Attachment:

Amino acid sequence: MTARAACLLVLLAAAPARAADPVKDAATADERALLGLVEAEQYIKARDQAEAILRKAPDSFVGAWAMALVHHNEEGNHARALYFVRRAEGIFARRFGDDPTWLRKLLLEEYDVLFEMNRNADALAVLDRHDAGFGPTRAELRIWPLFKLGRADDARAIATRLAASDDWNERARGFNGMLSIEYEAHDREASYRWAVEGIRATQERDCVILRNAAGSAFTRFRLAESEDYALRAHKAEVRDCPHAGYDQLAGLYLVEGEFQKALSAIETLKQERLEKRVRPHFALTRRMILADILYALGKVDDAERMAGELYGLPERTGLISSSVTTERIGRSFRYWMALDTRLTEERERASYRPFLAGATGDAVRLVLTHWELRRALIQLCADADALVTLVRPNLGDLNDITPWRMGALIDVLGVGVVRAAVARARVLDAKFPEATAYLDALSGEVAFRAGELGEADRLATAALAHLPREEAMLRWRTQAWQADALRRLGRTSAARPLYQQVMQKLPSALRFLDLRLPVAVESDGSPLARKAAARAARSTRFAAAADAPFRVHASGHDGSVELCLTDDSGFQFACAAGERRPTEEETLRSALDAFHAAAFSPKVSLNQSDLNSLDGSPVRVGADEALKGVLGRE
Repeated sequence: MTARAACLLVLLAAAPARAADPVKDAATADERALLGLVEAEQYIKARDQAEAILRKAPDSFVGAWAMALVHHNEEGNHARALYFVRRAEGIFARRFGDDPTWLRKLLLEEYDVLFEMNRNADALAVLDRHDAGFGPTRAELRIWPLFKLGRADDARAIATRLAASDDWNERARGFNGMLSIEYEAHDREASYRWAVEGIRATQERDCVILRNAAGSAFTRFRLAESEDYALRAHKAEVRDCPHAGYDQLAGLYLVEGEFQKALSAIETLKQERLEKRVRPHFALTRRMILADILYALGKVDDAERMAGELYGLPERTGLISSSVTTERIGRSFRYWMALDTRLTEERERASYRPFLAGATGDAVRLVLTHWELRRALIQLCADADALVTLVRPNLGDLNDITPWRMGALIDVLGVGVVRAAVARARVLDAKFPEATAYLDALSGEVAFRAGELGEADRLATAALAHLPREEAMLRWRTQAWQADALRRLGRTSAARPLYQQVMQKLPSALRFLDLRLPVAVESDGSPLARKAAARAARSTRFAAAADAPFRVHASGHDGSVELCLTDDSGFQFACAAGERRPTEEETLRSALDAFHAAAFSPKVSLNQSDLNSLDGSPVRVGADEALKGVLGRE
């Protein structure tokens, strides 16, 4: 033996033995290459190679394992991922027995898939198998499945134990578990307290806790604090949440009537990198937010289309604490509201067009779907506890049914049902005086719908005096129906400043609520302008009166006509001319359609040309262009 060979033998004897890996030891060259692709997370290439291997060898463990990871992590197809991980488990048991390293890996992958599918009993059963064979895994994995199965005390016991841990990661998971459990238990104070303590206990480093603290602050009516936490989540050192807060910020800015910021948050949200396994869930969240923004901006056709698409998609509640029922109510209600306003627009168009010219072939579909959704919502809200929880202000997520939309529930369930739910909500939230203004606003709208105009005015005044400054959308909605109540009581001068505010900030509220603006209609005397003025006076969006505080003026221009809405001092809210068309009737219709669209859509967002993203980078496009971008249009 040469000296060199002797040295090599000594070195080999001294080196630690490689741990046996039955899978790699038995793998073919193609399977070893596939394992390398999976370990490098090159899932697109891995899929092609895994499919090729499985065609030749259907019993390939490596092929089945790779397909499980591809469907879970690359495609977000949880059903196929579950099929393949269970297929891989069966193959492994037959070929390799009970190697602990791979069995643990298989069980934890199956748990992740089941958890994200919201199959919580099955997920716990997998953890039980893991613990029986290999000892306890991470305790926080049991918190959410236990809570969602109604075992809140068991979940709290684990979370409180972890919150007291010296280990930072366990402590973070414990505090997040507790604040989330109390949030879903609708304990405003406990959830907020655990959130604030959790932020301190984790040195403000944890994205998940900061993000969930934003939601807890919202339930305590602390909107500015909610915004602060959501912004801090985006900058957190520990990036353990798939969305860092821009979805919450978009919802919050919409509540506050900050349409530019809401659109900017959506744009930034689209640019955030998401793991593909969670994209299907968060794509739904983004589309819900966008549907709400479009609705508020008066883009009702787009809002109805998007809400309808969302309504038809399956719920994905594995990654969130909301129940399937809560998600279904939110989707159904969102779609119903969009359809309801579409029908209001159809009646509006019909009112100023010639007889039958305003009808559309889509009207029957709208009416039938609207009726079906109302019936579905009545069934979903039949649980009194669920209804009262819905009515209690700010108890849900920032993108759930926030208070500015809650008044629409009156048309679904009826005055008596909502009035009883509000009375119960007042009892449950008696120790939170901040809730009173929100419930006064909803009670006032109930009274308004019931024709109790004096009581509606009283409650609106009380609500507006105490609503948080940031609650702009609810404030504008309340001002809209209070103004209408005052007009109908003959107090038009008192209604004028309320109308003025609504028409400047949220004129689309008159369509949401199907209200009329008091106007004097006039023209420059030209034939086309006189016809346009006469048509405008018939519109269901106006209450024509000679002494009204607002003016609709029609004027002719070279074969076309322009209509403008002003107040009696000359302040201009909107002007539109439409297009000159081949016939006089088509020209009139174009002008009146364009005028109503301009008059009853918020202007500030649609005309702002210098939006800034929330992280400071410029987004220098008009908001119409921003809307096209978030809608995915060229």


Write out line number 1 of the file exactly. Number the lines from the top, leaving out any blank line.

Amino acid sequence: MTARAACLLVLLAAAPARAADPVKDAATADERALLGLVEAEQYIKARDQAEAILRKAPDSFVGAWAMALVHHNEEGNHARALYFVRRAEGIFARRFGDDPTWLRKLLLEEYDVLFEMNRNADALAVLDRHDAGFGPTRAELRIWPLFKLGRADDARAIATRLAASDDWNERARGFNGMLSIEYEAHDREASYRWAVEGIRATQERDCVILRNAAGSAFTRFRLAESEDYALRAHKAEVRDCPHAGYDQLAGLYLVEGEFQKALSAIETLKQERLEKRVRPHFALTRRMILADILYALGKVDDAERMAGELYGLPERTGLISSSVTTERIGRSFRYWMALDTRLTEERERASYRPFLAGATGDAVRLVLTHWELRRALIQLCADADALVTLVRPNLGDLNDITPWRMGALIDVLGVGVVRAAVARARVLDAKFPEATAYLDALSGEVAFRAGELGEADRLATAALAHLPREEAMLRWRTQAWQADALRRLGRTSAARPLYQQVMQKLPSALRFLDLRLPVAVESDGSPLARKAAARAARSTRFAAAADAPFRVHASGHDGSVELCLTDDSGFQFACAAGERRPTEEETLRSALDAFHAAAFSPKVSLNQSDLNSLDGSPVRVGADEALKGVLGRE